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The Sounding Board by R J Lannan
RJ Lannan is the reviewer for The Sounding Board.
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A Thousand Years
By Stanton Lanier w/ Jill Haley, Noah Wilding, Will Ackerman
Label: Music to Light the World
Released 6/20/2011
A Thousand Years tracks
1. Across the Skies
2. A World of Wonders
3. Vive la Joye
4. A Thousand Years
5. Hymn to Bach
6. Bread of Angels
7. For a Lifetime Blessings Flow
8. Always in Blossom
9. Be Still in the Moment
10. Monastary at Eventide
11. Prelude in C
12. Alleluias Dancing
From Your Heart to God's Ear
It appears that pianist Stanton Lanier has done it again. I was quite taken with his previous album Unveiled, and I gave it an excellent rating. Well, he leaves me no choice, but to do it again. His latest work is A Thousand Years, in which he combines his spellbinding technique on acoustic piano with simple, yet polished additions of voice, English horn and guitar. In addition, as is his habit, Lanier teams up with award winning producer Will Ackerman and mix master Corin Nelsen of Imaginary Road Studios to offer an album of distinct beauty and elegance. When my software loaded the album, it categorized his genre as "religious" and I thought that it was strange. I decided that this recording is neo-symphonic at times and perhaps contemporary. Further listening however, added a strong element of, shall we say, conviction, into the mixture. It changed the perspective a little, but to the good side.

Classical music has been around for more than a thousand years, but contemporary music is just becoming an art form. To prove it Lanier opens with Across the Skies, a tune based on a variation of Pachelbel's canon. I was treated with an uplifting melody that promises cerulean skies and a sensation that was lighter than air. The song had the familiar classical structure, but the contemporary version somehow allowed me to drift along, carefree and lighthearted.

Bread of Angels: no manna what way you say, this song is beautiful. (I could not help myself.) The Noah Wilding vocal is seraphic and the piano lead blends smoothly into a song of rapturous bliss. There is softness to the music that bespeaks gentleness, peace and above all else, grace. This was my favorite on the album. As I listened in the dark of the night, I thought I heard the evanescent beating of wings.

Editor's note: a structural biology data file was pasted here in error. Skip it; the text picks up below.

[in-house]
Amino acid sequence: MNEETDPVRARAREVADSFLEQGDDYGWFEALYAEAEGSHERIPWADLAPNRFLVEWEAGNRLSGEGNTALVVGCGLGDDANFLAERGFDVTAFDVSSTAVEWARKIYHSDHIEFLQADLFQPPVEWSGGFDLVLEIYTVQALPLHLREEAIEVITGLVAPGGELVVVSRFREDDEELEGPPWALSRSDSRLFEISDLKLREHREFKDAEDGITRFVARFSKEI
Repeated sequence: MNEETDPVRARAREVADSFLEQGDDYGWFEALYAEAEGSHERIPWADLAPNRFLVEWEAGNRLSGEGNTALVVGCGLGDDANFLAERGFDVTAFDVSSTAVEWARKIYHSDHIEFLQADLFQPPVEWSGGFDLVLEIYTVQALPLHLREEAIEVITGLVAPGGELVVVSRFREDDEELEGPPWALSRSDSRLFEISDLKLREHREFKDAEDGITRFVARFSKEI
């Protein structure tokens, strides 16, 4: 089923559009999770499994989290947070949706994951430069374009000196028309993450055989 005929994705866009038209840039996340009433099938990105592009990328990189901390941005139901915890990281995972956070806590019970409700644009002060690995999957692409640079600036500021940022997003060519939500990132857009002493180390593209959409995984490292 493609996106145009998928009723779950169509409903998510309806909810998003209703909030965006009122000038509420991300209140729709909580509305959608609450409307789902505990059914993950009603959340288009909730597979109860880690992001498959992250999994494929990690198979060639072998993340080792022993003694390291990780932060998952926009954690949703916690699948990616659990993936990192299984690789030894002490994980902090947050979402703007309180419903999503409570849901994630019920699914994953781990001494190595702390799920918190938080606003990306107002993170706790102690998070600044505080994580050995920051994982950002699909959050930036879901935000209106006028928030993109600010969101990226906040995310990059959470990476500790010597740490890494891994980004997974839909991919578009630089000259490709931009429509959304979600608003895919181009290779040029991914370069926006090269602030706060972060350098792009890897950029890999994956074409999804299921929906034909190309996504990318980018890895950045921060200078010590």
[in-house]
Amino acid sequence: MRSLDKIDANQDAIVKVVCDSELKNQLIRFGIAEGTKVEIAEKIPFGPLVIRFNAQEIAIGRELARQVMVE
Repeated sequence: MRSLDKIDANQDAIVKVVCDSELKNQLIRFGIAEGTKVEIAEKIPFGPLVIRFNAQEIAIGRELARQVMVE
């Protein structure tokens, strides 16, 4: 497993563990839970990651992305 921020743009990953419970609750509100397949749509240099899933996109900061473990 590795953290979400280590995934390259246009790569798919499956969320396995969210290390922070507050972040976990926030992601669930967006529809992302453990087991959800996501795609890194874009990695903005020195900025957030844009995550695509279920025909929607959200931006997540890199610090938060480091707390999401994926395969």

Stanton presents his adaptation of Be Still My Soul, the ever-popular 1752 hymn with lyrics by Ka­tha­ri­na von Schle­gel. The most heart-wrenching vocal of the song I ever heard was by Lisbeth Scott and Paul Schwartz, but the most moving instrumental is by Stanton. To me, it is a most comforting song, one of submission to the forces of good and a reassurance in the faith. This version is tentative, as if it were a humble offering. I sure it shall be well received.

Everyone is thankful for something; the sun rises every morning, the smile from across the room touches your heart, or the prayer answered touches your soul. The tribute to Bach's Jesu, Joy of Man's Desiring is obvious in the tune Vive la Joye. It is a song of celebration, solo piano style, of Lanier's thankfulness for the gifts that life gives him. Talent, family, and friends are all on the list, but in-between the notes are all the things you do not see. You will have to supply your own inventory.

Monastery at Eventide really caught my attention. The title itself is suggestive of peacefulness. The melody based on Chopin's Prelude in E-Minor. As the classical piece alternate title is "Largo" and it suggests, there is an innate sadness in the world. It is a key element needed to balance the joy prevalent in our lives. It is quite beautiful.

The album closes with Alleluias Dancing and I would have thought that the tune would be effervescent, but it was quite calm and controlled. Apparently, alleluias are not that jivvy. Seriously, the song is a one of jubilation of the spirit and again could be a prayer of notes sent on High to thank the One. I have to admit I played this one many times to hear Jill Haley's English horn trumpet up to the heavens.

Stanton Lanier's latest offering is flawless it in production as well as its emotion. I got the sense of calm right away and the feeling remained throughout the album. With all the music I hear, there are not many albums that become permanent on the MP3 player, but this is one of them. Intricate, gentle, impeccable.
Rating: Excellent   Excellent
- reviewed by RJ Lannan on 8/6/2011
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